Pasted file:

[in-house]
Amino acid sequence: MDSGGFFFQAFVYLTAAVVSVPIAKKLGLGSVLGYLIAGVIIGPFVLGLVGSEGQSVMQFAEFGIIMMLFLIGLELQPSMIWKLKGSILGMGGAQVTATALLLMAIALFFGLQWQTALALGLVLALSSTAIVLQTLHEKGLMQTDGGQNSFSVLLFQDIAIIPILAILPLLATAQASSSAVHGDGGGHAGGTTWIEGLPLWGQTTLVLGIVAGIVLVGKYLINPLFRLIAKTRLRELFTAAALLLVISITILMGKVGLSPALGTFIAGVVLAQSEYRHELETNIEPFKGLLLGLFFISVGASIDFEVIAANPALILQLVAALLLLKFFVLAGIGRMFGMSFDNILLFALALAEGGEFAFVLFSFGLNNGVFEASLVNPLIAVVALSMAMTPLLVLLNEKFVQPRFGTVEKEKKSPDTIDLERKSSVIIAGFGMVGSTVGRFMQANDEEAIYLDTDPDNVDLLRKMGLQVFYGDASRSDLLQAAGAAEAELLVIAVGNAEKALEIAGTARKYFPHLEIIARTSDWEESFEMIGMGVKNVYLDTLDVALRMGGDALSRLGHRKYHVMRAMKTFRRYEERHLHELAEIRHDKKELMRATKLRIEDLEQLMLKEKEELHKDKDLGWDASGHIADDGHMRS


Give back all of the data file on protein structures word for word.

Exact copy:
[in-house]
Amino acid sequence: MDSGGFFFQAFVYLTAAVVSVPIAKKLGLGSVLGYLIAGVIIGPFVLGLVGSEGQSVMQFAEFGIIMMLFLIGLELQPSMIWKLKGSILGMGGAQVTATALLLMAIALFFGLQWQTALALGLVLALSSTAIVLQTLHEKGLMQTDGGQNSFSVLLFQDIAIIPILAILPLLATAQASSSAVHGDGGGHAGGTTWIEGLPLWGQTTLVLGIVAGIVLVGKYLINPLFRLIAKTRLRELFTAAALLLVISITILMGKVGLSPALGTFIAGVVLAQSEYRHELETNIEPFKGLLLGLFFISVGASIDFEVIAANPALILQLVAALLLLKFFVLAGIGRMFGMSFDNILLFALALAEGGEFAFVLFSFGLNNGVFEASLVNPLIAVVALSMAMTPLLVLLNEKFVQPRFGTVEKEKKSPDTIDLERKSSVIIAGFGMVGSTVGRFMQANDEEAIYLDTDPDNVDLLRKMGLQVFYGDASRSDLLQAAGAAEAELLVIAVGNAEKALEIAGTARKYFPHLEIIARTSDWEESFEMIGMGVKNVYLDTLDVALRMGGDALSRLGHRKYHVMRAMKTFRRYEERHLHELAEIRHDKKELMRATKLRIEDLEQLMLKEKEELHKDKDLGWDASGHIADDGHMRS